November in the Garden

Summer’s here, it is hot outside and gardens will become very thirsty if it doesn’t rain. But there are ways to reduce your garden’s dependence on expensive mains water.

– Do simple redesigning for more efficient water use by zoning your planting into small high-water and larger low-water areas.

– Employ water-efficient gardening techniques by dramatically increasing the organic content of the soil – composting and mulching for Africa means better water retention.

– ‘Recycle’ water by harvesting rainwater and reusing household water – it can be as easy as just connecting your gutter pipe to a water tank, or showering with a bucket or two next to your feet.


Opt for low-growing hardy groundcovers that grow in gaps and have low water requirements. For shaded areas there are many different ivy varieties that can be used, or try the slower-growing dwarf mondo grass (also available in several different colours and heights). For full sun areas, soften with silver carpet, convolvulus or erigeron varieties.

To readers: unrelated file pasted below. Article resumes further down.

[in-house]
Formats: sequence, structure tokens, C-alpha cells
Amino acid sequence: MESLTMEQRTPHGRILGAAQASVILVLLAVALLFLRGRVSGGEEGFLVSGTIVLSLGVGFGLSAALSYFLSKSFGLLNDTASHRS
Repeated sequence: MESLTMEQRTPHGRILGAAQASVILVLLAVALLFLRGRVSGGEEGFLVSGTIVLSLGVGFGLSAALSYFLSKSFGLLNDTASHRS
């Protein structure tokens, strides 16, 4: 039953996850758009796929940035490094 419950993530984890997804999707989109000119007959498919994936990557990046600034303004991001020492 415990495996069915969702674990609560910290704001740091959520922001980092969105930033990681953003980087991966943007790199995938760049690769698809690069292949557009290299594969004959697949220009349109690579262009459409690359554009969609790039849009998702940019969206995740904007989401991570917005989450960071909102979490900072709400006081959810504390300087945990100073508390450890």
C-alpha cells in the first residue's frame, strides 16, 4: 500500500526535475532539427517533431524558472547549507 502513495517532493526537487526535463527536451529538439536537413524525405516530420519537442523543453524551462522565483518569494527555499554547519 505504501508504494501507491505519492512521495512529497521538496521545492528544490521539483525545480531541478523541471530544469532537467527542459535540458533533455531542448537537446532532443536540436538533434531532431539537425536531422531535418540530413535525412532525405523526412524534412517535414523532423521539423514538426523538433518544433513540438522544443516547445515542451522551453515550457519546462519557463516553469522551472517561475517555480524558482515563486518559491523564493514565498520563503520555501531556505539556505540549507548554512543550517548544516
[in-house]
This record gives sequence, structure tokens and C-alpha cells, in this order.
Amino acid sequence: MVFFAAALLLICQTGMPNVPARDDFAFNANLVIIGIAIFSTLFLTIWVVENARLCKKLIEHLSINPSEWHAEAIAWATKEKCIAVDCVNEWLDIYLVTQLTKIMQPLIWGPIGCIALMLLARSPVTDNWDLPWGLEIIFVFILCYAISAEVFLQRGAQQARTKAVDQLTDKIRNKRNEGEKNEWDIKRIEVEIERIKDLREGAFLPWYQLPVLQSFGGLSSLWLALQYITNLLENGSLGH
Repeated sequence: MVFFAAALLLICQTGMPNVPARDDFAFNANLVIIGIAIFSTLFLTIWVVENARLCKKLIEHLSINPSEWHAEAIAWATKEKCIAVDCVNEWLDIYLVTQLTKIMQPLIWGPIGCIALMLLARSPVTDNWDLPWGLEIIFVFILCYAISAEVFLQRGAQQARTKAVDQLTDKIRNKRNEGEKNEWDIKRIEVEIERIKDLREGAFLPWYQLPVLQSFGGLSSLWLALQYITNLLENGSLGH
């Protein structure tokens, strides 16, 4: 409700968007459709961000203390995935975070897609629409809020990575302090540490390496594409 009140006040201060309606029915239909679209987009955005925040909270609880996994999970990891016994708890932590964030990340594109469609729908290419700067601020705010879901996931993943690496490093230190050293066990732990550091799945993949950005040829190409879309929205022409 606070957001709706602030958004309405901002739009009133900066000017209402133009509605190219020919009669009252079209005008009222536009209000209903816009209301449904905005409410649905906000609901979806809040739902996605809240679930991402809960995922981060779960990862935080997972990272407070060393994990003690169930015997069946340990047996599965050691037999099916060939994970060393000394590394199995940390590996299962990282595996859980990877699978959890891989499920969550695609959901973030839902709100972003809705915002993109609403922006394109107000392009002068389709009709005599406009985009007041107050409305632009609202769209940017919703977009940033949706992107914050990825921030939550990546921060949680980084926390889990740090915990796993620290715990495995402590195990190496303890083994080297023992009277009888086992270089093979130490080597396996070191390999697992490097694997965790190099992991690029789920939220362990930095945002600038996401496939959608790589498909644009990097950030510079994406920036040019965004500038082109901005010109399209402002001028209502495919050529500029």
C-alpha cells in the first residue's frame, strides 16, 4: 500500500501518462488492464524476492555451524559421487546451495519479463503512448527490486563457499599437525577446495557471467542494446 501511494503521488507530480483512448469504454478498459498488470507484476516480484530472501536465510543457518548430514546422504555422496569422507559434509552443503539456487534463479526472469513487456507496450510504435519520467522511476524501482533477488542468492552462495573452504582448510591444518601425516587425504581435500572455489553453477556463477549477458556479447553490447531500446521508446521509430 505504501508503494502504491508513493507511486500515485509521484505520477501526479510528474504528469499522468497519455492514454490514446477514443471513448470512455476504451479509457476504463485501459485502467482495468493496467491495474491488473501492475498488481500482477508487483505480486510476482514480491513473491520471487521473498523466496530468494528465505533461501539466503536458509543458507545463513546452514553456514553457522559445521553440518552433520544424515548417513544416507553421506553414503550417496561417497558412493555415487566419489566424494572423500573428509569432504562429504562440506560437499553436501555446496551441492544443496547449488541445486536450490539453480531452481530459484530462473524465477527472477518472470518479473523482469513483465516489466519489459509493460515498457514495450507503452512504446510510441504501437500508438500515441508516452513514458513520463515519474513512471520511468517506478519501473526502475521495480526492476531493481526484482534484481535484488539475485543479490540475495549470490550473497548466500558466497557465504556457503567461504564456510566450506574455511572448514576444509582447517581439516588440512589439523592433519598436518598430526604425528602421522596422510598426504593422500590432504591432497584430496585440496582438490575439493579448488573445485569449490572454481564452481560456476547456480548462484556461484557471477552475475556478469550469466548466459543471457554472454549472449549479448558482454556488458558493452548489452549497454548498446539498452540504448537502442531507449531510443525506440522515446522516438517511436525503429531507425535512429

In the veggie garden, stick to crops that need less watering in a low irrigation zone, like carrots, beetroots, Jerusalem artichokes, asparagus and rhubarb.

Hot tip: Plant the seeds of squashes near sunflowers or sweet corn and allow them to trail up and over their stems to save space.


Western Cape

Dig compost and Super Phosphate (or bonemeal, if you would like to use an organic alternative) into the bare patches and sow seeds of quick-maturing summer flowers, such as marigolds, cosmos, ageratums, petunias and portulacas.

Hot tip: For a water-saving and heat-tolerant flower bed, look no further than red salvias and vincas – you will find their seedlings at your local nursery.

Remove any briar growth and shorten water shoots on roses. Also deadhead spent blooms when the first flush is over.

Fynbos, including leucospermums, buchus, ericas and proteas, can be pruned for neatness after flowering this month.